I spoke to a GP about issues before and he mentioned weight and had some printouts about Mediterranean diet but that was it. OP, is there a better set of resources to look at? I have health insurance and a decent job so I don't mind paying for something that will give me a better chance.
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17-05-2021, 00:06   #44
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During the calorie-restricted diet to shrink your liver did you ever think that you could continue to lose weight yourself and not going through with the operation?

(I ask as I'm a nurse with a BMI of 40+ but too ashamed to go for bariatric surgery because with all my knowledge I feel that I should be able to get control of my eating myself.)

Also, did you have any hair loss or thinning at any stage?
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17-05-2021, 11:16   #45
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I was very much 'swimming against the tide' in that after a period of time you'd just cave in and have to eat. binge like a mad man. Which is why I am looking at the bariatric surgery options, as they (supposedly) will physically restrict the amount of food you can swallow.
We're hijacking the thread a bit here, but I think for anyone who has never had any kind of compulsion or addiction, this "swimming against the tide" feeling is hard to explain.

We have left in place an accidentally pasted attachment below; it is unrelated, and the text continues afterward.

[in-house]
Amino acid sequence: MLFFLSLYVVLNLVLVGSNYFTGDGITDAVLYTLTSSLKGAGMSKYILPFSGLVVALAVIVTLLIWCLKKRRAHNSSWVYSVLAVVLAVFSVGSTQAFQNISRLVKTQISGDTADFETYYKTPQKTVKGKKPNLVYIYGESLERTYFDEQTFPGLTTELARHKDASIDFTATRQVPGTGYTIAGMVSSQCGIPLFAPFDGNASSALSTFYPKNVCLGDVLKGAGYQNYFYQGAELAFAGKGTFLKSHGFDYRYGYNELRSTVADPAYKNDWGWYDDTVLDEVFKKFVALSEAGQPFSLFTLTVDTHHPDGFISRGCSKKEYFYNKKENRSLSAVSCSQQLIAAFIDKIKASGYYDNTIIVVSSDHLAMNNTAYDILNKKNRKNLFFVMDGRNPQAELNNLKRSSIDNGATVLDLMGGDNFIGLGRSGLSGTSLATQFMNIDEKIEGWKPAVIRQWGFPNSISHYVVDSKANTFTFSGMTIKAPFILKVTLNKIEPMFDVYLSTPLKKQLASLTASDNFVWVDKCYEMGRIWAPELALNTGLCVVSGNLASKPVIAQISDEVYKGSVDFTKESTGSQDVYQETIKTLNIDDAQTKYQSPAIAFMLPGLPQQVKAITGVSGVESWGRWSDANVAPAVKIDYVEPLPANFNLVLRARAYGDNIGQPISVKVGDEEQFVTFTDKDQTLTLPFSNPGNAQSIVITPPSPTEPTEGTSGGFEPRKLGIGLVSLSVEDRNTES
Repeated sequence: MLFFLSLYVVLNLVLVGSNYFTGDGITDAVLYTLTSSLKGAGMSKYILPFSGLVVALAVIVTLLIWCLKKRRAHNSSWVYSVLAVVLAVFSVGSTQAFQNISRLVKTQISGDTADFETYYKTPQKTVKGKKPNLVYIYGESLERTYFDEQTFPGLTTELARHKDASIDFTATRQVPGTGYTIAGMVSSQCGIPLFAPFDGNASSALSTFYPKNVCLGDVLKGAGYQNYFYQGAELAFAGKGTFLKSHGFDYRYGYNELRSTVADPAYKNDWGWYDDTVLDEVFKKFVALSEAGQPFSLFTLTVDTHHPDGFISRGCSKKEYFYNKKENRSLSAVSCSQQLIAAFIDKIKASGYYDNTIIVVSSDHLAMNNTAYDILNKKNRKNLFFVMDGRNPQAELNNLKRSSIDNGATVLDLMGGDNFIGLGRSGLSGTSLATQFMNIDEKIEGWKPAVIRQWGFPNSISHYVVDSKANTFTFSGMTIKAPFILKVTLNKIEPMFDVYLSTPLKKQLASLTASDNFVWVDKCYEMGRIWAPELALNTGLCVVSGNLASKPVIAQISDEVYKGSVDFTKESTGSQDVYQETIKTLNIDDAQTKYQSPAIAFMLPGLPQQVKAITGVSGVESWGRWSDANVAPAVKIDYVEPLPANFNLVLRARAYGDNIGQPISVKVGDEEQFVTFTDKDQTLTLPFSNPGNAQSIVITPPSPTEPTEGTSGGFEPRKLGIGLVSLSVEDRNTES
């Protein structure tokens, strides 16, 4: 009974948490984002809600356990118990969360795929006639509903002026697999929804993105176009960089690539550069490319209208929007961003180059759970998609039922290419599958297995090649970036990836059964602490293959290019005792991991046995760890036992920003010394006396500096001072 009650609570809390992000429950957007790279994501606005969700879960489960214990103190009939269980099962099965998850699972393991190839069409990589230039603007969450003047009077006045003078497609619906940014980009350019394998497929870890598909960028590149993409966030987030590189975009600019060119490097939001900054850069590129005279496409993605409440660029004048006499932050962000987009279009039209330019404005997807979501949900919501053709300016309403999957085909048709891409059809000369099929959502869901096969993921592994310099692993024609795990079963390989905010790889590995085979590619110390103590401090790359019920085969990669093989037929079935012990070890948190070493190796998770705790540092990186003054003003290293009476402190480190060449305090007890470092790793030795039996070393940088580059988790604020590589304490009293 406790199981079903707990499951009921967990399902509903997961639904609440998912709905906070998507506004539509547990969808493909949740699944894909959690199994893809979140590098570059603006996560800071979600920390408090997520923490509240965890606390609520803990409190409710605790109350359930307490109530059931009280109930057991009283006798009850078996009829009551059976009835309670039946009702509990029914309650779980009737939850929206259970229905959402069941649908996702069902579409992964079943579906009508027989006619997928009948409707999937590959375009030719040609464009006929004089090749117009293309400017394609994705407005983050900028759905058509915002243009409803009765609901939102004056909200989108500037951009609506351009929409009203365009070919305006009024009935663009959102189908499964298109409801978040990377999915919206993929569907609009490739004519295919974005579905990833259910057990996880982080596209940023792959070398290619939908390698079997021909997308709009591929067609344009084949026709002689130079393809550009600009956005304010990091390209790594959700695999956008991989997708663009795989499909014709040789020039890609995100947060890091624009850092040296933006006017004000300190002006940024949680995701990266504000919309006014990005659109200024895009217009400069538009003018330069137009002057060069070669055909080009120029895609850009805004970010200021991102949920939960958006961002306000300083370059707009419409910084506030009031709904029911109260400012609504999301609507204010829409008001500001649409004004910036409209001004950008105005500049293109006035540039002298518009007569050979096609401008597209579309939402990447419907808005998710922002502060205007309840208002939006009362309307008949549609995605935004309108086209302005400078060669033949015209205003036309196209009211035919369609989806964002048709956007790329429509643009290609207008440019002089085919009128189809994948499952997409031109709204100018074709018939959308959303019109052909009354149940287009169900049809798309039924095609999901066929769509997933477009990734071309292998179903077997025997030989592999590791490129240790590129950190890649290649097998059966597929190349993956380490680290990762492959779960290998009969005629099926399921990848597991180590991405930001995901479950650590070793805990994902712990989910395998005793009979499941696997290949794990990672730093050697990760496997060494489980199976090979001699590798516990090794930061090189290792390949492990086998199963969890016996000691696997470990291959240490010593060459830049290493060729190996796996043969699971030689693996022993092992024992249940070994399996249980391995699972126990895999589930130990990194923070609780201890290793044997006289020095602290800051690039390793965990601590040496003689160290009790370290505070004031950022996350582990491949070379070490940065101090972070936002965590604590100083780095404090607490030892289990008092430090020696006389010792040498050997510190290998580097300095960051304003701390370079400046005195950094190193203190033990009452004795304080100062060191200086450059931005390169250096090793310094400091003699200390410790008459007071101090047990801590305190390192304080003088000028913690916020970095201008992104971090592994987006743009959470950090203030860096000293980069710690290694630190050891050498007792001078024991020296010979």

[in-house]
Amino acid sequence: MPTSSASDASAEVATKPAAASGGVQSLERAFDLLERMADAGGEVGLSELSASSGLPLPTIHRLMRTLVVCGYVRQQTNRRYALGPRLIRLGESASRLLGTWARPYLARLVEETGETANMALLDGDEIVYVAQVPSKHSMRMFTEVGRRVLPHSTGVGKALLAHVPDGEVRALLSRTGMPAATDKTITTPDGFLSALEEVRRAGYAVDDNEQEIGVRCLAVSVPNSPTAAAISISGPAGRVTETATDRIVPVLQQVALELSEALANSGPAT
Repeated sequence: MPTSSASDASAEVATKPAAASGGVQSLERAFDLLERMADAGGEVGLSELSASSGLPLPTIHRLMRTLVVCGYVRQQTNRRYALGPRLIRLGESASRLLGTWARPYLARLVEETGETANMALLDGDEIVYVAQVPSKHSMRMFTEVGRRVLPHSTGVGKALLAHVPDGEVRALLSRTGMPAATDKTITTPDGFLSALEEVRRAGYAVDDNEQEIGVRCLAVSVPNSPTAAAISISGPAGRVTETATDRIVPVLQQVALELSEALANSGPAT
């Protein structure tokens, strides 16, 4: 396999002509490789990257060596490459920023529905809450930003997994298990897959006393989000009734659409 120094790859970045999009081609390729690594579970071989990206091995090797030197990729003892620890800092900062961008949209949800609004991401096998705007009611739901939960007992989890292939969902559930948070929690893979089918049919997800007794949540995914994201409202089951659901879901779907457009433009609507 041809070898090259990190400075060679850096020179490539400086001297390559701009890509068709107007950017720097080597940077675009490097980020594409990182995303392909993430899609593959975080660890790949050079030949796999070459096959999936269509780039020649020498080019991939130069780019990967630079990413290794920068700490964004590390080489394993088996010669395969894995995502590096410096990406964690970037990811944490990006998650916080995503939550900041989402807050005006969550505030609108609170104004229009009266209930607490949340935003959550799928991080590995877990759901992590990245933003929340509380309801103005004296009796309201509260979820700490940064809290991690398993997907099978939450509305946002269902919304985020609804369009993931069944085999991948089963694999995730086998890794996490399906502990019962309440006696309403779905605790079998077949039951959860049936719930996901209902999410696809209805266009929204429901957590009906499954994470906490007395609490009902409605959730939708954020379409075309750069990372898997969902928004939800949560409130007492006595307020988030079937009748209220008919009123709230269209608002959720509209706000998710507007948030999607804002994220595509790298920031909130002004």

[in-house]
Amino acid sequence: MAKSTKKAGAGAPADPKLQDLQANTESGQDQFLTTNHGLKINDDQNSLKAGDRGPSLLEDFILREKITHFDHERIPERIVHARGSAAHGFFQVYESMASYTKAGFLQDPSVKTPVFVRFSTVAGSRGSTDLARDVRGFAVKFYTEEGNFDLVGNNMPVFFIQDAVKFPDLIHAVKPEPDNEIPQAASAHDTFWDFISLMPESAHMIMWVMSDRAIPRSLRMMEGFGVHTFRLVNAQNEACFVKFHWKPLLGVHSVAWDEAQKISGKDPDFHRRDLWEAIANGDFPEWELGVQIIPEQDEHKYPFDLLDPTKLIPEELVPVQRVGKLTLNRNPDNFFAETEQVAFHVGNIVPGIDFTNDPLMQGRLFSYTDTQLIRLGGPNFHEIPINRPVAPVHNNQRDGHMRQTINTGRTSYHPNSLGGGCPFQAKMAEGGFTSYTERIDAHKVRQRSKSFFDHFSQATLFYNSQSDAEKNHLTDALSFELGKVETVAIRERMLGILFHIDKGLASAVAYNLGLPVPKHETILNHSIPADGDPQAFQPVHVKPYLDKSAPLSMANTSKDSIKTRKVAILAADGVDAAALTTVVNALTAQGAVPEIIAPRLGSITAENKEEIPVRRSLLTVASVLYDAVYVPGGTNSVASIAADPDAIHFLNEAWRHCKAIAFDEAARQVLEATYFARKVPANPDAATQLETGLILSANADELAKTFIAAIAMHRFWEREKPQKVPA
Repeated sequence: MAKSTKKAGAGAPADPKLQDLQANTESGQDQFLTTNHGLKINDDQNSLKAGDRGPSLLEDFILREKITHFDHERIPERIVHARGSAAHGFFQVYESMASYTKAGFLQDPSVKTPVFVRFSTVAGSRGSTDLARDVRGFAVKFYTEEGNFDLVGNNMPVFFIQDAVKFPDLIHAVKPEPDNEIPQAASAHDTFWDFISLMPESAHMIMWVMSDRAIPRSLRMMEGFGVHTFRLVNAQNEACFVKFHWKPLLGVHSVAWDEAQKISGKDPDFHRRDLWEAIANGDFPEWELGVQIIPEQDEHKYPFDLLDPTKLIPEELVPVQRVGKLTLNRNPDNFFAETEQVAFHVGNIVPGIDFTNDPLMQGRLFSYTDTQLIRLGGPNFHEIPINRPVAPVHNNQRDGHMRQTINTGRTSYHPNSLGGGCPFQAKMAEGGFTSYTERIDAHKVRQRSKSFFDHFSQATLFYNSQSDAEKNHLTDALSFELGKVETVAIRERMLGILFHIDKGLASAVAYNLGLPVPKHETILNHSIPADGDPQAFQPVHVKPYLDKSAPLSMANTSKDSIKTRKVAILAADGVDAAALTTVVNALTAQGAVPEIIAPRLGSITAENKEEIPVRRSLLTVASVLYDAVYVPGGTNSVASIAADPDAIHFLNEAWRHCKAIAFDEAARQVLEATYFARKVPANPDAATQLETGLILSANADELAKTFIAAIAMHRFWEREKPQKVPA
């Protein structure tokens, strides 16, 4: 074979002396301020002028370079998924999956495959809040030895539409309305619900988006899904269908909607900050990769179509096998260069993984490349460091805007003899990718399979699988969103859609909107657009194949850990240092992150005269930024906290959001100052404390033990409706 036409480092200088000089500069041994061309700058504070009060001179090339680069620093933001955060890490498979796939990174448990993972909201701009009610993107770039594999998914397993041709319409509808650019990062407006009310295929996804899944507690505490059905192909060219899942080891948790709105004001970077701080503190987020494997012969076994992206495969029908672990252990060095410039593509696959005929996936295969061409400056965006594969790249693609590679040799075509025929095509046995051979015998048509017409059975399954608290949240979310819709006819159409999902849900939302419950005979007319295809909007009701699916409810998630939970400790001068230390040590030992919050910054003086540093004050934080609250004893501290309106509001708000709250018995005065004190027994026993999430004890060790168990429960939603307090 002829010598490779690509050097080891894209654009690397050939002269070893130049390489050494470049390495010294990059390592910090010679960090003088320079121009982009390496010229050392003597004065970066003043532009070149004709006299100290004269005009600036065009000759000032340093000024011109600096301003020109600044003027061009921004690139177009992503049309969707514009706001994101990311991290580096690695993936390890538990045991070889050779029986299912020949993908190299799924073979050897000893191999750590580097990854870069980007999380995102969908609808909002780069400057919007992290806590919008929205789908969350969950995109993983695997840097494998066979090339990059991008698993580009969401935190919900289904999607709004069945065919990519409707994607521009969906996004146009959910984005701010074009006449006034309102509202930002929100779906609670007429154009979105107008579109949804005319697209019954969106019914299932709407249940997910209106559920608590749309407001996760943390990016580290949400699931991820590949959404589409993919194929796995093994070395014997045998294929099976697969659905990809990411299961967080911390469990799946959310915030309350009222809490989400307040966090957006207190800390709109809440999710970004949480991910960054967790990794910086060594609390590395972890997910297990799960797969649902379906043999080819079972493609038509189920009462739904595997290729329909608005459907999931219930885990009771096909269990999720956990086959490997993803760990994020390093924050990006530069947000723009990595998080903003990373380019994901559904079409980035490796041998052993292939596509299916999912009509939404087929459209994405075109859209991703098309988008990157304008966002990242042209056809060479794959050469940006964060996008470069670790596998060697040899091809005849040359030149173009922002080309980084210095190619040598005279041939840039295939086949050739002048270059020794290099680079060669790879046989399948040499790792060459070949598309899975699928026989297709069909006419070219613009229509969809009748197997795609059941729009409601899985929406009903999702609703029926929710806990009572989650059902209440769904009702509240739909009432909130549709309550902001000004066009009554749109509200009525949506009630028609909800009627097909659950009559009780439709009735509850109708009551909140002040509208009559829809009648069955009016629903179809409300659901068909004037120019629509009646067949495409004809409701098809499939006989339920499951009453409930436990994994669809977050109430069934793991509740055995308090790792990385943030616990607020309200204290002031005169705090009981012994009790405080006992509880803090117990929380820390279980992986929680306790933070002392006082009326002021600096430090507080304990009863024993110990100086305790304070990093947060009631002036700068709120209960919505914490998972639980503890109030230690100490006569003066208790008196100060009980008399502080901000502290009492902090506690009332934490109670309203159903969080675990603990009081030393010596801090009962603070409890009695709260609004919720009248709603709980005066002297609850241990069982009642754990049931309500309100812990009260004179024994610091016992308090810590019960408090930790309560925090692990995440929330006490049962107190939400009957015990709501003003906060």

It's the same feeling you get when you fancy a drink even though you know you shouldn't. But you've got two in your belly and you fancy a third, so you give in. Or you're trying to cut down smoking and you know you shouldn't have another smoke, but it's just there and it "just one more".

It's the figurative "monkey on your back". Even while your rational brain is telling you that you don't need this, it's all in your head, you have the monkey whispering in your ear that if you just give in this time, he'll go away.

Ultimately, yes it is all in your head. It is a choice that you consciously make. But it comes so close to feeling like a physical *need* that fighting it feels as futile as trying to convince yourself that if you ignore the need to take a piss, that it'll just go away on its own.

I am a skeptic in terms of the surgery; in that it seems crazy to intervene surgically when the problem is in your head. But I say that from a position of privilege; I have lost huge amounts of weight using only willpower. That doesn't mean others can. However, the data is pretty clear that it's effective, and if someone is so at the end of their tether that they're willing to have such a major procedure, then it's a bit dismissive of me to say, "You just haven't tried hard enough".